The Genre Of Clowning
The genre of clowning actually originates from Greece, where satires had begun originating slowly as time went by. The art of satire was challenged throughout the years to form the various forms of clowning we have today. A clown must have certain abilities or skills to master its comedy upon the audience. It is a profession that requires delicate detail, precise movements, and of course a reaction.
The costume for every type of comedy is extremely different. Commedia Dell'Arte for example required masks for each of the characters, the masks obviated the use of face expression and communication, therefore making the characters more puppet like; relying more upon the use of voice and gesture. Masks were not only used in Commedia Dell'Arte but also in other forms of Greek and Roman dramas. Other forms of comedy usually consist of costumes focusing on the clown's main faults and/or pertaining the clown's own personality.
Not only is costume used to make an impression on the audience when first sighting the clown; but also the make-up must be done right to enhance whether the clown is happy, sad, evil, or falls into another category of personality. The make-up also provides great detail, and in a way is a more modern format of the masks used in Greece and Rome during the 15th Century.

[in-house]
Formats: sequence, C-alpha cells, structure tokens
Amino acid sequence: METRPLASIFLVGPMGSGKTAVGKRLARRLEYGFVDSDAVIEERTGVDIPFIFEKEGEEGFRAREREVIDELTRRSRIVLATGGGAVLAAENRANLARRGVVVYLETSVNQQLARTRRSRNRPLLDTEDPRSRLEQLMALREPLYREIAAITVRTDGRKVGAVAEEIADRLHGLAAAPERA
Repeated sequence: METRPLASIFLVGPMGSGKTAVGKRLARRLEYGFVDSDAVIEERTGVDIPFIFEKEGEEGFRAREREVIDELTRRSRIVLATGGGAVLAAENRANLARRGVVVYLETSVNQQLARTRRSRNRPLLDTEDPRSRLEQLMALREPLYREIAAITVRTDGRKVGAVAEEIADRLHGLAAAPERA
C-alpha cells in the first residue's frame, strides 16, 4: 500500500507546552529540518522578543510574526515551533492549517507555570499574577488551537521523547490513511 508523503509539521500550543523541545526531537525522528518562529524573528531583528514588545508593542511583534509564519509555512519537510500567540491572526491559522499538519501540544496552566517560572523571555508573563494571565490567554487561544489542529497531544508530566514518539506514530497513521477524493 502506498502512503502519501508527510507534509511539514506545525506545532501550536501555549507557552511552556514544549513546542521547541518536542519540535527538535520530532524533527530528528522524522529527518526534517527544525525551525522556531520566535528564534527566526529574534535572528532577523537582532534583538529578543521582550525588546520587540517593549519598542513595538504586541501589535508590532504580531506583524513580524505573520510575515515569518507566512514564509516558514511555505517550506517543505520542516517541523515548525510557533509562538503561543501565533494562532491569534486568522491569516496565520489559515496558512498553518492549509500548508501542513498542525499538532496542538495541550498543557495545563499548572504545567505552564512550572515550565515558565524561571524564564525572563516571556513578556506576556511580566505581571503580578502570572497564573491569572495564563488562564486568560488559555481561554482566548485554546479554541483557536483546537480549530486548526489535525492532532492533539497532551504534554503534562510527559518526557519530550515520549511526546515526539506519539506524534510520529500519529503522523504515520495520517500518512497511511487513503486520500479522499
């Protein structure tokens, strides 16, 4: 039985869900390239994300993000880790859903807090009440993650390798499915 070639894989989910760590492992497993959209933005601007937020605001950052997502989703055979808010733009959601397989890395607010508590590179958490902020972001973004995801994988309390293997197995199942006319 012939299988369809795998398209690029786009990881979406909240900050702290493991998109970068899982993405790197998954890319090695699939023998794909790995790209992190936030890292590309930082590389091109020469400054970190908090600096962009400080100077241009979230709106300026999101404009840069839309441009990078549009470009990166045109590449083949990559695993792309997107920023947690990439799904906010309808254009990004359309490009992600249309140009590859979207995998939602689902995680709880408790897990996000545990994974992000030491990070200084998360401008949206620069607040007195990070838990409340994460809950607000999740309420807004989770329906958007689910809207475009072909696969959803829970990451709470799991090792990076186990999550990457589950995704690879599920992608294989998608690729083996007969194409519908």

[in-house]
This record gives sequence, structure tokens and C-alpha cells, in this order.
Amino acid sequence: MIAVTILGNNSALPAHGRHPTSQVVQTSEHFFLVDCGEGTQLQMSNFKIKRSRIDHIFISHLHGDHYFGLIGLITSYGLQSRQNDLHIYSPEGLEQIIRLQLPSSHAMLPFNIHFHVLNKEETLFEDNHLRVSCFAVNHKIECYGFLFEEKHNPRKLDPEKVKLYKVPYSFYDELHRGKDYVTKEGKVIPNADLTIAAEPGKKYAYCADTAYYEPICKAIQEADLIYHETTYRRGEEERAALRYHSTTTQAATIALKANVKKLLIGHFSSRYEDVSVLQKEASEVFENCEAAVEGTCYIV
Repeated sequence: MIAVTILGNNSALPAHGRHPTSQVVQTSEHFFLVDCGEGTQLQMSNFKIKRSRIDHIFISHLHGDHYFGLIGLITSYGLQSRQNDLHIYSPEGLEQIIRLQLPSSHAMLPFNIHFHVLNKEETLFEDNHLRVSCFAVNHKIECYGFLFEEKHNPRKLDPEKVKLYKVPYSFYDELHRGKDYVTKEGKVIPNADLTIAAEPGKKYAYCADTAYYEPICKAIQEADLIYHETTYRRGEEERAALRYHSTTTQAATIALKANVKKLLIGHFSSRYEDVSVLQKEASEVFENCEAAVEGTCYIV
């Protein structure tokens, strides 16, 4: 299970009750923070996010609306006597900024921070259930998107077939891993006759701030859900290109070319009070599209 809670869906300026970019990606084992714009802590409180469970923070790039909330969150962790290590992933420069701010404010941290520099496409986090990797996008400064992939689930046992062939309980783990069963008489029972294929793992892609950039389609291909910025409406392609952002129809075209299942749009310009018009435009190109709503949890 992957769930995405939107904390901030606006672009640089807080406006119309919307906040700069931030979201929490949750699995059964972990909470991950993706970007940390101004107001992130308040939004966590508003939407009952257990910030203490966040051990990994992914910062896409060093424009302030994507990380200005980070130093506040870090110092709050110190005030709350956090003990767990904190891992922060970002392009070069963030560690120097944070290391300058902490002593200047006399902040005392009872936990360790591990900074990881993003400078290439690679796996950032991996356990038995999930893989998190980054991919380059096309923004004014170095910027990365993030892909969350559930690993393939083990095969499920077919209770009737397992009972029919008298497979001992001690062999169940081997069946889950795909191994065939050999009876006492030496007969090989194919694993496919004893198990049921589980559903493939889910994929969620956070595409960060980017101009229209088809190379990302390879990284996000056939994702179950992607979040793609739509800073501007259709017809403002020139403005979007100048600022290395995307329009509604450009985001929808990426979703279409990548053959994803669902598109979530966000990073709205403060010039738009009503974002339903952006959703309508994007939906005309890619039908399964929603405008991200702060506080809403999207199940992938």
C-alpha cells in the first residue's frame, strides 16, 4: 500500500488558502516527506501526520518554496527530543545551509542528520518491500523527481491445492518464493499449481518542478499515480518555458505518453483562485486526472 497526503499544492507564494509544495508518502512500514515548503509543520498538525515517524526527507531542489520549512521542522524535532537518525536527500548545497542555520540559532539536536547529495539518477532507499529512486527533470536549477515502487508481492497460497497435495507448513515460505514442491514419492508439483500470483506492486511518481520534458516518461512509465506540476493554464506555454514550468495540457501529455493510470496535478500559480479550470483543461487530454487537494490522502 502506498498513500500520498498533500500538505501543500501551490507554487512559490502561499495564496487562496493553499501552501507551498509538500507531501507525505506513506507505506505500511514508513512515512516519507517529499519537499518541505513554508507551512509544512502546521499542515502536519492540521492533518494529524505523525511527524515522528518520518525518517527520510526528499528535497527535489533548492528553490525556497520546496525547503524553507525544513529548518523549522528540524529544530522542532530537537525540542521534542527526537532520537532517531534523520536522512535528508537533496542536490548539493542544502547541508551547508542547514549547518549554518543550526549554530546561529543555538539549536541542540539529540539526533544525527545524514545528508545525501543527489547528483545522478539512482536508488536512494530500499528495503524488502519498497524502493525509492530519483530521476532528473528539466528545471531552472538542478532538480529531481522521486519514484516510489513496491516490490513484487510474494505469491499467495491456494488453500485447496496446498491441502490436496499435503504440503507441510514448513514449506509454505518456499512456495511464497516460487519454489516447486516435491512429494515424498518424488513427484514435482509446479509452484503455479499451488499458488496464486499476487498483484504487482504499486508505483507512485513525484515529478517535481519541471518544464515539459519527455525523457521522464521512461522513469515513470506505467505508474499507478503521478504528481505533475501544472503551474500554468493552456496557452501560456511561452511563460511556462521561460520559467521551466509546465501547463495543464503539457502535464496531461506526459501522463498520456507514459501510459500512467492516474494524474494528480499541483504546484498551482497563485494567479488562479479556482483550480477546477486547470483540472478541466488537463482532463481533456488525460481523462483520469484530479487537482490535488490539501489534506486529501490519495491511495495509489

When one thinks of clowning, the instant image in mind is the thought of clowns in a circus; performing acrobatic acts and leaving the crowd in awe. This is usually most typical for more physical' clowns, such as The Three Stooges. Though they do not look like the everyday circus clowns, they perform back flips, somersaults, and portray it all as clumsiness. A clown does not always need to impress an audience by acrobatics, but just by wit; though some audiences are more captivated by the appearance of a physical act. A physical act adds more stamina and energy to a scene, and can leave an audience laughing for hours.
To make an audience laugh a...
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